Mob programming is the other technique entirely compatible/orthogonal with Scrum or Kanban or XP, by which teams work an entire story to completion. It's pretty amazing stuff.

Pairing, Mobbing, 3 Amigos, story mapping, story splitting, ... there are many features available in modern agile methods that make Continuous Delivery possible and improve team focus. Of course, people inevitably will avoid them.

Take Back Agile

I've been conversing with others who have the same sense of Take Back Agile and a few whose sense of departure from non-agile "agile methods" are a bit more pointed.  I think that recognition of Singh's Inevitable Avoidance may become the centerpiece of the movement.

Maybe. We'll See.

Tuesday, August 25, 2015

An End To Dueling Strawmen?

I'm not the first to ask this, but here is a suggestion:

Let's end the nonsense of straw man arguments in agile discussions.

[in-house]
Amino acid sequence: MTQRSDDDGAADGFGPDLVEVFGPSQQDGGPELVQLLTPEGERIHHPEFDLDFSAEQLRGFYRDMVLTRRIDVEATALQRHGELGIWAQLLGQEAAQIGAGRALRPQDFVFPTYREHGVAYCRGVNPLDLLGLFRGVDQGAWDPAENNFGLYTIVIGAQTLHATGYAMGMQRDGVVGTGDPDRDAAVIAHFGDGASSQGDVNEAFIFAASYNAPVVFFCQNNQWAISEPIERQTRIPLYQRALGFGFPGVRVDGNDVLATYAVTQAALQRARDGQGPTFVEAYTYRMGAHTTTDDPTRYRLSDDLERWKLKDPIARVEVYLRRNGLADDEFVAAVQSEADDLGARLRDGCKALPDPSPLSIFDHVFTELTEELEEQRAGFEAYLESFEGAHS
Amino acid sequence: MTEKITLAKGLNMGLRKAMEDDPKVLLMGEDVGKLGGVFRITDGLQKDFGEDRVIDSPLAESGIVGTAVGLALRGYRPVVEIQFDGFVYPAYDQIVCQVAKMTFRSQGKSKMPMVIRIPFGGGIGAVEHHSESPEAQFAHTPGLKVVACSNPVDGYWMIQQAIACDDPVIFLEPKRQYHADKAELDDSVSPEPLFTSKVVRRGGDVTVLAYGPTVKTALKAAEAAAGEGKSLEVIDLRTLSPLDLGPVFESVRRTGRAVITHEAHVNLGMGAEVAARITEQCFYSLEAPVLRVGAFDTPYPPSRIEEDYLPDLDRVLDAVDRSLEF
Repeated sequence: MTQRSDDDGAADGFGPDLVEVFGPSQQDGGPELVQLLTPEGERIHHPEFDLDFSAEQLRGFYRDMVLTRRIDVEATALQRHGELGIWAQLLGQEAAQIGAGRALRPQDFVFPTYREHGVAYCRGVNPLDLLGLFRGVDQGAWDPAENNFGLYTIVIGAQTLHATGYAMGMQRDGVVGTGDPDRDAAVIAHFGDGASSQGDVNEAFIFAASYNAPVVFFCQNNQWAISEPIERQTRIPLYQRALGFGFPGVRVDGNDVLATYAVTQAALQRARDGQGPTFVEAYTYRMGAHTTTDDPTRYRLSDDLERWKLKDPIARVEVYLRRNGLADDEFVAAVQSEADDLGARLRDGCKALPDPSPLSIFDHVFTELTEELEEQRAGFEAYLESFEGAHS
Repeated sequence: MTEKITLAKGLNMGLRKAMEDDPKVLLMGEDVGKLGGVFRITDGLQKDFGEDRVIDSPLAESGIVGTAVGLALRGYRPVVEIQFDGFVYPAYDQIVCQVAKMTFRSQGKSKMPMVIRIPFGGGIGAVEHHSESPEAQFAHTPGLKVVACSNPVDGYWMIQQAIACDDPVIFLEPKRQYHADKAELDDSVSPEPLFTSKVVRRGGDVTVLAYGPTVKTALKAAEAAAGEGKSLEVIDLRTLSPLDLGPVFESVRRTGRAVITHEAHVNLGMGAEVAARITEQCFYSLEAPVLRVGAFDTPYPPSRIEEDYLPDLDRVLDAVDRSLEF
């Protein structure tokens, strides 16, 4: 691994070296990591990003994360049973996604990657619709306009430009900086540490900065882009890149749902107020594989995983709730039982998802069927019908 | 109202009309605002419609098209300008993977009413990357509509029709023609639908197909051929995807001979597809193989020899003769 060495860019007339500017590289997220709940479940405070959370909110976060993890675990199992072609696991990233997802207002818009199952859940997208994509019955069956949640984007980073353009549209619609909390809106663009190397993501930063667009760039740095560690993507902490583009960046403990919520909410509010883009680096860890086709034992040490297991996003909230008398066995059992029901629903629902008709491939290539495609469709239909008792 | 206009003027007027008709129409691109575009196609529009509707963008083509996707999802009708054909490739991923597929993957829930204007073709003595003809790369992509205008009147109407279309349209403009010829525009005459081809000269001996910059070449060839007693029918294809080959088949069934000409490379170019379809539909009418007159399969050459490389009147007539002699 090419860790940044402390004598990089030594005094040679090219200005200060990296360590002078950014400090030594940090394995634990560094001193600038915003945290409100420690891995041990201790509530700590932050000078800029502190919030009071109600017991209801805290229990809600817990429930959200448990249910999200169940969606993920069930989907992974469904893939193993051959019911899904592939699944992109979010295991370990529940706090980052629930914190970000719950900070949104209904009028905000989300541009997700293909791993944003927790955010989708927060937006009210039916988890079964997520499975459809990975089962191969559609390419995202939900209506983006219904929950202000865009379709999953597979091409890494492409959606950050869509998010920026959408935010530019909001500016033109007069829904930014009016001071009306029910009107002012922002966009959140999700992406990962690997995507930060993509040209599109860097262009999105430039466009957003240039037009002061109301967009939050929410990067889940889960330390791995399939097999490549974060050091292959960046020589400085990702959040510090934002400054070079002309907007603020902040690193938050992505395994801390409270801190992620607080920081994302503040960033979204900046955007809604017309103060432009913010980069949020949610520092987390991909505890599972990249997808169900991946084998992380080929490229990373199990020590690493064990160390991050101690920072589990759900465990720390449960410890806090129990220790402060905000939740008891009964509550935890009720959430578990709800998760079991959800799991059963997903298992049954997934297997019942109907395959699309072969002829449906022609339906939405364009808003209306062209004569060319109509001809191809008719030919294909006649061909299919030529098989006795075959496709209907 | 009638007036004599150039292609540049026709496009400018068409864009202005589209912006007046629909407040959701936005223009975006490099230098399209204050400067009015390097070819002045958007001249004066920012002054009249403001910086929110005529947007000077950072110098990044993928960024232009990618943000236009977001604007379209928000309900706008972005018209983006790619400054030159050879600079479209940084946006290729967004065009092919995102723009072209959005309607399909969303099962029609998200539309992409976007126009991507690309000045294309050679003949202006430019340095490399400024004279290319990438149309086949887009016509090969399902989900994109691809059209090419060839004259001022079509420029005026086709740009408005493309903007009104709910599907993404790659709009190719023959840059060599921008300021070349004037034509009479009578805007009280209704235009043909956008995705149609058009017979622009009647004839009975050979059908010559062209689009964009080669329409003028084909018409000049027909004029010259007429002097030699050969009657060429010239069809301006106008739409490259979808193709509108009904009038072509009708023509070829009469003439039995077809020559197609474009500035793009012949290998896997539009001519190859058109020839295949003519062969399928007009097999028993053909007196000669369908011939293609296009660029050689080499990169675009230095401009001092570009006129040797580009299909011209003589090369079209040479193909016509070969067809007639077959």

I heard it again today:

"I don't see Agile as a silver bullet for all software development problems in the world." 
Of course you don't. Nor do the people you're arguing with/against. Nobody believes that switching to XP or Scrum will make everything trivially easy and prevent every kind of design issue or organizational dynamic or schedule interruption possible.

I think we can drop that rhetorical device now.

Next steps when most people use that device tend to be:
* reject the insufficient miracle ("if it doesn't do everything, we shouldn't use it")
* take a piecemeal view ("if it is not everything, then integrity of the parts is unimportant")
* use it to declare their superiority ("I am not the fool that you are")

Let's not understate the depth and integrity and value of a thing just because it's not perfect.

But let's not stop there. Let's hit up the agilists for a favor too...

Not using & supporting agile doesn't mean that your opponent supports the worst dehumanizing death marches that waterfall has to offer.  Offering "well, it's better than waterfall" is an equal and opposite straw man argument. Nobody desires a bad waterfall implementation with brutal management and enslaved developers. That was never a goal, even though (in agile and waterfall implementations) it sometimes has happened.